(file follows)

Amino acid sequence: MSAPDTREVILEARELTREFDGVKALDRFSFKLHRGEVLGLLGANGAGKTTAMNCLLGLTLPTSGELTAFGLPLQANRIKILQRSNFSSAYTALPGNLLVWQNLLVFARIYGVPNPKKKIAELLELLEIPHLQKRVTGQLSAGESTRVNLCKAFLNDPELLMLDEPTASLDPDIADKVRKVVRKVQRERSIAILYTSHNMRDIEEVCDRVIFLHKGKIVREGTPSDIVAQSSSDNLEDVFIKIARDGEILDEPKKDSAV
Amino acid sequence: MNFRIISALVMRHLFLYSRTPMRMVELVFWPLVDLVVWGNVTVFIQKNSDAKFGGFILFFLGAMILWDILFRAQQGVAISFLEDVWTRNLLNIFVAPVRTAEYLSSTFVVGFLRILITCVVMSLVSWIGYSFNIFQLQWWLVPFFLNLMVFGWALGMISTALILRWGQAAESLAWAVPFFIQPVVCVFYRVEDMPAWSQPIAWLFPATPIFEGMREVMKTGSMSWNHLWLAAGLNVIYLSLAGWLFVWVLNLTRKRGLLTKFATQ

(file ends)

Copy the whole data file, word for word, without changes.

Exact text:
Amino acid sequence: MSAPDTREVILEARELTREFDGVKALDRFSFKLHRGEVLGLLGANGAGKTTAMNCLLGLTLPTSGELTAFGLPLQANRIKILQRSNFSSAYTALPGNLLVWQNLLVFARIYGVPNPKKKIAELLELLEIPHLQKRVTGQLSAGESTRVNLCKAFLNDPELLMLDEPTASLDPDIADKVRKVVRKVQRERSIAILYTSHNMRDIEEVCDRVIFLHKGKIVREGTPSDIVAQSSSDNLEDVFIKIARDGEILDEPKKDSAV
Amino acid sequence: MNFRIISALVMRHLFLYSRTPMRMVELVFWPLVDLVVWGNVTVFIQKNSDAKFGGFILFFLGAMILWDILFRAQQGVAISFLEDVWTRNLLNIFVAPVRTAEYLSSTFVVGFLRILITCVVMSLVSWIGYSFNIFQLQWWLVPFFLNLMVFGWALGMISTALILRWGQAAESLAWAVPFFIQPVVCVFYRVEDMPAWSQPIAWLFPATPIFEGMREVMKTGSMSWNHLWLAAGLNVIYLSLAGWLFVWVLNLTRKRGLLTKFATQ